The nitrogen family includes the following compounds: nitrogen (N), phosphorus (P), arsenic (As), antimony (Sb), and bismuth (Bi). All Group 15 elements have the electron configuration ns2np3 in their outer shell, where n is the principal quantum number.
- Group 15: General Properties and Reactions
- The nitrogen family includes the following compounds: nitrogen (N), phosphorus (P), arsenic (As), antimony (Sb), and bismuth (Bi). All Group 15 elements have the electron configuration ns2np3 in their outer shell, where n is equal to the principal quantum number. The nitrogen family is located in the p-block in Group 15, as shown below.
- Chemistry of Nitrogen (Z=7)
- Nitrogen is present in almost all proteins and plays important roles in both biochemical applications and industrial applications. Nitrogen forms strong bonds because of its ability to form a triple bond with itself and other elements. Thus, there is a lot of energy in the compounds of nitrogen. Before 100 years ago, little was known about nitrogen. Now, nitrogen is commonly used to preserve food and as a fertilizer.
- Chemistry of Phosphorus (Z=15)
- Phosphorus (P) is an essential part of life as we know it. Without the phosphates in biological molecules such as ATP, ADP and DNA, we would not be alive. Phosphorus compounds can also be found in the minerals in our bones and teeth. It is a necessary part of our diet. In fact, we consume it in nearly all of the foods we eat. Phosphorus is quite reactive. This quality of the element makes it an ideal ingredient for matches because it is so flammable.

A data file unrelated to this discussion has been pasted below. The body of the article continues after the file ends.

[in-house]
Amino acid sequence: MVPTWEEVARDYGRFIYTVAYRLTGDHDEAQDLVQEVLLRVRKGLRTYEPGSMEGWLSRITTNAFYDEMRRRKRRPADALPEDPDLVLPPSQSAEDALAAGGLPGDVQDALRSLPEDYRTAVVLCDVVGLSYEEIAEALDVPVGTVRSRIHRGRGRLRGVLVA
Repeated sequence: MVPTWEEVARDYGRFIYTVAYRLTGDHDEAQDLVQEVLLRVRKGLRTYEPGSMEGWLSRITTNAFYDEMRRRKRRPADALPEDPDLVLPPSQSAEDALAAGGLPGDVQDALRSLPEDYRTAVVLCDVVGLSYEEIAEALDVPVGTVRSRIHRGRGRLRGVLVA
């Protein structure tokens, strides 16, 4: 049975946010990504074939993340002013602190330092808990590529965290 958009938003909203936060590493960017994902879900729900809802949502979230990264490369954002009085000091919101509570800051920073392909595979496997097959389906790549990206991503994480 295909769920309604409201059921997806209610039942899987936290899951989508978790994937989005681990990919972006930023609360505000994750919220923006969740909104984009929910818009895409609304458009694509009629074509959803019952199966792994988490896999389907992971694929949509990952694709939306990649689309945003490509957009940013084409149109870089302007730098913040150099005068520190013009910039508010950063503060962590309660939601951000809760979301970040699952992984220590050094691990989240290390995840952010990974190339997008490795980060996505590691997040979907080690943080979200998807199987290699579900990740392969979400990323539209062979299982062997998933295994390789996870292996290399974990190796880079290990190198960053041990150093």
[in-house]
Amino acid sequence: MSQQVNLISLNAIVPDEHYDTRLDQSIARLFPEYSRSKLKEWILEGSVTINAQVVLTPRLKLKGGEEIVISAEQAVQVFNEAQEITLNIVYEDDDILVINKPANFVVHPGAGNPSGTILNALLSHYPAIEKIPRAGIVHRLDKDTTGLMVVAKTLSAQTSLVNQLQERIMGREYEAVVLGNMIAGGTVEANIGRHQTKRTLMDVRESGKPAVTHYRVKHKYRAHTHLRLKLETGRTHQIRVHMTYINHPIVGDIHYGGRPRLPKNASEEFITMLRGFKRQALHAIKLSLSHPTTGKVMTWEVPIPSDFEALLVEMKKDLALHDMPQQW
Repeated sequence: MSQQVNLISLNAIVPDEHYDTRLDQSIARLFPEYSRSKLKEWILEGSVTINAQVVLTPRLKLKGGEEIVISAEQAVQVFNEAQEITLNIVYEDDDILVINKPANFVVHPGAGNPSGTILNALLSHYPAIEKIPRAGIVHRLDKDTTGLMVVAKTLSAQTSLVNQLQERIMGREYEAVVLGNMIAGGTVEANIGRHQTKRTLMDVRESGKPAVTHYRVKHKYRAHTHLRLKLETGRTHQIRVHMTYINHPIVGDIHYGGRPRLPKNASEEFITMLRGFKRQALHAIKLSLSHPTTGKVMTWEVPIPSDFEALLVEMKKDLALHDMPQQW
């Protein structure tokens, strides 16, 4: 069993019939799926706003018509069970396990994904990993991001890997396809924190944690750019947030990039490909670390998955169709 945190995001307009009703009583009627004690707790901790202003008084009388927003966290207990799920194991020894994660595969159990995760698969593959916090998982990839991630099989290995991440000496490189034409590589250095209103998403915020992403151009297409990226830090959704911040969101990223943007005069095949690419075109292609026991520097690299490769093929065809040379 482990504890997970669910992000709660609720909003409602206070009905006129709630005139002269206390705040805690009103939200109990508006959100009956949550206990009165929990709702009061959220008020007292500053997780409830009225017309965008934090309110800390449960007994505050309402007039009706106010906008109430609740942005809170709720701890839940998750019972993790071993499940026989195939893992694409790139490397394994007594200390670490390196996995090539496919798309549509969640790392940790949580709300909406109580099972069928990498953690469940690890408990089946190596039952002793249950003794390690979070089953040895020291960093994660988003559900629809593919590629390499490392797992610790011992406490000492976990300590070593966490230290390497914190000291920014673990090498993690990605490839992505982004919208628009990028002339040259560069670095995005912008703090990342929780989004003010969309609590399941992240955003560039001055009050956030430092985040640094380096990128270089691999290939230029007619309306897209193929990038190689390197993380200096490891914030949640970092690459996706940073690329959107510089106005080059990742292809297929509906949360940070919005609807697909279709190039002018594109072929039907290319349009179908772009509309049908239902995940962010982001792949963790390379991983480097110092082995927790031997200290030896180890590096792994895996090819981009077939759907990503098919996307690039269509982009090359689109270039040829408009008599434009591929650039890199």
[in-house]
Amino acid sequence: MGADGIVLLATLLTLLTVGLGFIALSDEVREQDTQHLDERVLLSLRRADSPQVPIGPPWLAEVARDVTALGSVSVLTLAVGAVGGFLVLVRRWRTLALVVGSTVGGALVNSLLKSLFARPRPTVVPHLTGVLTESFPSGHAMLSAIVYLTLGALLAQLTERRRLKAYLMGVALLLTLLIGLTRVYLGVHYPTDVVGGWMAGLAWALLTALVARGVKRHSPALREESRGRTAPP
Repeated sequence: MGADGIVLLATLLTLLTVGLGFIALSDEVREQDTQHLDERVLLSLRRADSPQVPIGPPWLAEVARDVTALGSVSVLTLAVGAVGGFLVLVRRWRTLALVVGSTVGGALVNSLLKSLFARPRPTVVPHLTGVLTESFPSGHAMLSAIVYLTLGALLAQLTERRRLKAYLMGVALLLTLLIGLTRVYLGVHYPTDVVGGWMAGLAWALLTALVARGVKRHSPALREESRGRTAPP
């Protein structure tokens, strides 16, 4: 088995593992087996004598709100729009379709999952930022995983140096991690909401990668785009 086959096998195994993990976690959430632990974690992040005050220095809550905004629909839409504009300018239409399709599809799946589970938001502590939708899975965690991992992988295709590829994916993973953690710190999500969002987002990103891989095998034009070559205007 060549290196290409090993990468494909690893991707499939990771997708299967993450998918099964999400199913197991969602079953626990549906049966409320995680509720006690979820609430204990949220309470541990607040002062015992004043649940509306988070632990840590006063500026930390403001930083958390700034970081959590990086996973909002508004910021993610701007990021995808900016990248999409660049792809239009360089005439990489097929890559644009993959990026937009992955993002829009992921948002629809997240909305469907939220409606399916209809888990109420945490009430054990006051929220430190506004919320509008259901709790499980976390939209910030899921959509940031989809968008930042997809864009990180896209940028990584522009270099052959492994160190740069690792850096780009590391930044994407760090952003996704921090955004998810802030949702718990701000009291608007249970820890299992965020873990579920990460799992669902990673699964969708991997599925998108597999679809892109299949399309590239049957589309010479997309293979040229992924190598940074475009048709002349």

- Chemistry of Arsenic (Z=33)
- Arsenic is situated in the 33rd spot on the periodic table, right next to Germanium and Selenium. Arsenic has been known for a very long time and the person who may have first isolated it is not known but credit generally is given to Albertus Magnus in about the year 1250. The element, which is classified as a metalloid, is named from the Latin arsenicum and Greek arsenikon which are both names for a pigment, yellow orpiment.
- Chemistry of Antimony (Z=51)
- Antimony and its compounds have been known for centuries. Scientific study of the element began during the early 17th century, much of the important work being done by Nicolas Lemery. The name of the element comes from the Greek anti + monos for "not alone", while the modern symbol is rooted in the Latin-derived name of the common ore, stibnite.
- Chemistry of Bismuth (Z=83)
- Bismuth, the heaviest non-radioactive naturally occurring element, was isolated by Basil Valentine in 1450. It is a hard, brittle metal with an unusually low melting point (271oC). Alloys of bismuth with other low-melting metals such as tin and lead have even lower melting points and are used in electrical solders, fuse elements and automatic fire sprinkler heads.
- Chemistry of Moscovium (Z=115)
- In studies announced jointly by the Joint Institute for Nuclear Research in Dubna, Russia, and the Lawrence Livermore National Laboratory in the U.S., four atoms of element 113 were produced in 2004 via decay of element 115 after the fusion of Ca-48 and Am-243.
Thumbnail: White and red phosphorus. (CC-SA-BY 3.0; Peter Krimbacher).